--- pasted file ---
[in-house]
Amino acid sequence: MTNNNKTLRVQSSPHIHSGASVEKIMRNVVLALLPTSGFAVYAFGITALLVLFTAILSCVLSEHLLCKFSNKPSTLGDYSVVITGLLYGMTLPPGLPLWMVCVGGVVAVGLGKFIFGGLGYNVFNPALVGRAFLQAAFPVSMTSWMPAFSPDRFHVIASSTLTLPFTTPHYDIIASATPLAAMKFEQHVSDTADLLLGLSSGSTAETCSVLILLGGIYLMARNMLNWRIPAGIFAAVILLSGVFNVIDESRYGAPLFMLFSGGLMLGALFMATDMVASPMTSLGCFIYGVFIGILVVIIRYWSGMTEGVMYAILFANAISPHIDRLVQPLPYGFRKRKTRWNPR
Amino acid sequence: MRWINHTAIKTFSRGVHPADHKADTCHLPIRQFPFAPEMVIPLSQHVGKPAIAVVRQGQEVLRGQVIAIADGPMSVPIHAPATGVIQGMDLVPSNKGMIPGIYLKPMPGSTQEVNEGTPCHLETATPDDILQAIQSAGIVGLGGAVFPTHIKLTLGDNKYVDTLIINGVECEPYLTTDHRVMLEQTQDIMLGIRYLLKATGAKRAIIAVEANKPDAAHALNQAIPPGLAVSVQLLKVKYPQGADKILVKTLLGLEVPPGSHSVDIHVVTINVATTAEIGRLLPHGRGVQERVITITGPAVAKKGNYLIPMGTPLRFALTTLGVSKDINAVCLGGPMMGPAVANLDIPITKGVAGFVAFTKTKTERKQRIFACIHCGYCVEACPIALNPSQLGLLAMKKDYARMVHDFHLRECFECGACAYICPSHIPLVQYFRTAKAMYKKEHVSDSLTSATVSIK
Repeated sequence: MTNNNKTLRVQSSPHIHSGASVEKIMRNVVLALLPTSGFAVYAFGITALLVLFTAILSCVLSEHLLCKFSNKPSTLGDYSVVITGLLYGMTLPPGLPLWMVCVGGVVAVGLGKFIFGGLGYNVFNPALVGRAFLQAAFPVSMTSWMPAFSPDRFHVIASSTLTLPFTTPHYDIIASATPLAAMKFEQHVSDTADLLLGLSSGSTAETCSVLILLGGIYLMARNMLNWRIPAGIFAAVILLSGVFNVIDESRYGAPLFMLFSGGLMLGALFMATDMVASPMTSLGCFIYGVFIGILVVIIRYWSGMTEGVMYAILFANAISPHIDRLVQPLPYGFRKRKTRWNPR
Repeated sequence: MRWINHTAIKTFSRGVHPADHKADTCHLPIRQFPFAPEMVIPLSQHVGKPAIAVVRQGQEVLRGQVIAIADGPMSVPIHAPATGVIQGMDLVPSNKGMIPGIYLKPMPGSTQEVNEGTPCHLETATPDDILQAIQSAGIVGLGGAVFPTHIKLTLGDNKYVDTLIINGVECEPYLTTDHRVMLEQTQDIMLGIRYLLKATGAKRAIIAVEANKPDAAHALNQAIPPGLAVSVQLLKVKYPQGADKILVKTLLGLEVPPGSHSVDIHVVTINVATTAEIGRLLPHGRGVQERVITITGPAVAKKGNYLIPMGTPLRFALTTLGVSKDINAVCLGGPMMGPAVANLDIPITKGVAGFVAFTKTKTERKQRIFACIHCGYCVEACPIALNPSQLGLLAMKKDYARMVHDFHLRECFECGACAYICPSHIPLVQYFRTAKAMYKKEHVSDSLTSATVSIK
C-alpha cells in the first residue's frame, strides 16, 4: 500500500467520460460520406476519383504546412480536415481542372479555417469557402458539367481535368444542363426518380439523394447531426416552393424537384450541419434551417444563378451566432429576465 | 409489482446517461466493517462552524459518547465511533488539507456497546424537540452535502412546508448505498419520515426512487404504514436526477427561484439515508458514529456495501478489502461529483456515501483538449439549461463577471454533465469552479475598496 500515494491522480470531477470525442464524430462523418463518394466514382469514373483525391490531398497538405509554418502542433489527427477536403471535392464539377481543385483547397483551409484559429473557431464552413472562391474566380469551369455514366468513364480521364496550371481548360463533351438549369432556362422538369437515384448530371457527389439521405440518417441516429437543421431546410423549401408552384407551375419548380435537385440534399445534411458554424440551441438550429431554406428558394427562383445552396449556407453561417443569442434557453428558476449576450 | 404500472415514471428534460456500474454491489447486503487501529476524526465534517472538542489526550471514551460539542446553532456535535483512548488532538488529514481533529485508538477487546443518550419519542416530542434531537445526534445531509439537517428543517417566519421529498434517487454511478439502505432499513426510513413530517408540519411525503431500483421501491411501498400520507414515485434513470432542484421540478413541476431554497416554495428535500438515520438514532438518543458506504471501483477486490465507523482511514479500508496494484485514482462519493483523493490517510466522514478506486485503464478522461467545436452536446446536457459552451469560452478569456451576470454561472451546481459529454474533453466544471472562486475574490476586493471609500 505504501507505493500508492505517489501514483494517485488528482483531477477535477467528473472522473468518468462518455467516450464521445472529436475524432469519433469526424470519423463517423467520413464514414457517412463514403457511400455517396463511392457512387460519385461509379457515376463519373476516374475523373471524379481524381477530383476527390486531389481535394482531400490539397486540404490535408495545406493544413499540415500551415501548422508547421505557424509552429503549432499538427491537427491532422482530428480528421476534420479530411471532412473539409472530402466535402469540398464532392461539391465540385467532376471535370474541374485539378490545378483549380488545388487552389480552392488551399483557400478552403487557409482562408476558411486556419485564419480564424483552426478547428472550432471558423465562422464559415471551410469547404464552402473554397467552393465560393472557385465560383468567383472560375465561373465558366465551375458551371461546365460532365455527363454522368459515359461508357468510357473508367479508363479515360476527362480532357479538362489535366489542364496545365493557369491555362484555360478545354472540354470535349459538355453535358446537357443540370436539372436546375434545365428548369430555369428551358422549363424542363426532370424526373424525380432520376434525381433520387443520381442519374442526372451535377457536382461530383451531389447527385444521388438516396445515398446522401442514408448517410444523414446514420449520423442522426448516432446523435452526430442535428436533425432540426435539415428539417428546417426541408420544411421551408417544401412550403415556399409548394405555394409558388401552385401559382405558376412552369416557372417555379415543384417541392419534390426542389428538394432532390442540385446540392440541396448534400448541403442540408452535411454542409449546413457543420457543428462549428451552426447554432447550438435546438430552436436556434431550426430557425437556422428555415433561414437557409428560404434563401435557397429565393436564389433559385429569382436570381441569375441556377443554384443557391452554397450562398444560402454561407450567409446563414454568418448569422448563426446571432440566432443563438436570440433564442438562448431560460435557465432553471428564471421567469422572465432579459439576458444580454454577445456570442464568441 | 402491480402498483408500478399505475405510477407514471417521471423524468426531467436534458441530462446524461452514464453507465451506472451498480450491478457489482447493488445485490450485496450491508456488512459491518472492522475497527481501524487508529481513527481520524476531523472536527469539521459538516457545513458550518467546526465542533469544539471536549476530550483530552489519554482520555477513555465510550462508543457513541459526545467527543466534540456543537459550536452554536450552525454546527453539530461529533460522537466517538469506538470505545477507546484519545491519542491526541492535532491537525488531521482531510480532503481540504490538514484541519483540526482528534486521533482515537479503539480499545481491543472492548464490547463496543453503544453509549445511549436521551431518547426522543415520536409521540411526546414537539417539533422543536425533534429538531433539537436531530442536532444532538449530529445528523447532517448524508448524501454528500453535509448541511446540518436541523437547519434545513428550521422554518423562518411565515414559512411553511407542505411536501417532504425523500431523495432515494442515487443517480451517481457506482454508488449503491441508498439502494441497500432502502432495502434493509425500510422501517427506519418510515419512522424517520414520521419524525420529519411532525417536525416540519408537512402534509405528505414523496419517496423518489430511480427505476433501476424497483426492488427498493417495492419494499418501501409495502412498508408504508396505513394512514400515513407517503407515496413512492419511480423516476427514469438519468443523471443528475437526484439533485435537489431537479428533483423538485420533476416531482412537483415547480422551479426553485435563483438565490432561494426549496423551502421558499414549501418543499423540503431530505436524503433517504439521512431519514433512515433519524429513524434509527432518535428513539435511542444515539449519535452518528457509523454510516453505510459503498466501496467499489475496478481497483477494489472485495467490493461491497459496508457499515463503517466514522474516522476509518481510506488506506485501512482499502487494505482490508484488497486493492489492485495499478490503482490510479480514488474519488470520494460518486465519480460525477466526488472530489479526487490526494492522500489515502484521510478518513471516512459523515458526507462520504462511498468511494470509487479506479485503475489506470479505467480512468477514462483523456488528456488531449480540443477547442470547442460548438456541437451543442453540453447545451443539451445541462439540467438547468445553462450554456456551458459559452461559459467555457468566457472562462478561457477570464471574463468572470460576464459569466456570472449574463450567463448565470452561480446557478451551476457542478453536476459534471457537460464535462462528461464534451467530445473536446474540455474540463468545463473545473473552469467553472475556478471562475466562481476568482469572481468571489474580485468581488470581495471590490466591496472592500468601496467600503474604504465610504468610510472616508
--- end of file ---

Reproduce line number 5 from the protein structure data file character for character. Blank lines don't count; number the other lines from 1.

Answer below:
Repeated sequence: MRWINHTAIKTFSRGVHPADHKADTCHLPIRQFPFAPEMVIPLSQHVGKPAIAVVRQGQEVLRGQVIAIADGPMSVPIHAPATGVIQGMDLVPSNKGMIPGIYLKPMPGSTQEVNEGTPCHLETATPDDILQAIQSAGIVGLGGAVFPTHIKLTLGDNKYVDTLIINGVECEPYLTTDHRVMLEQTQDIMLGIRYLLKATGAKRAIIAVEANKPDAAHALNQAIPPGLAVSVQLLKVKYPQGADKILVKTLLGLEVPPGSHSVDIHVVTINVATTAEIGRLLPHGRGVQERVITITGPAVAKKGNYLIPMGTPLRFALTTLGVSKDINAVCLGGPMMGPAVANLDIPITKGVAGFVAFTKTKTERKQRIFACIHCGYCVEACPIALNPSQLGLLAMKKDYARMVHDFHLRECFECGACAYICPSHIPLVQYFRTAKAMYKKEHVSDSLTSATVSIK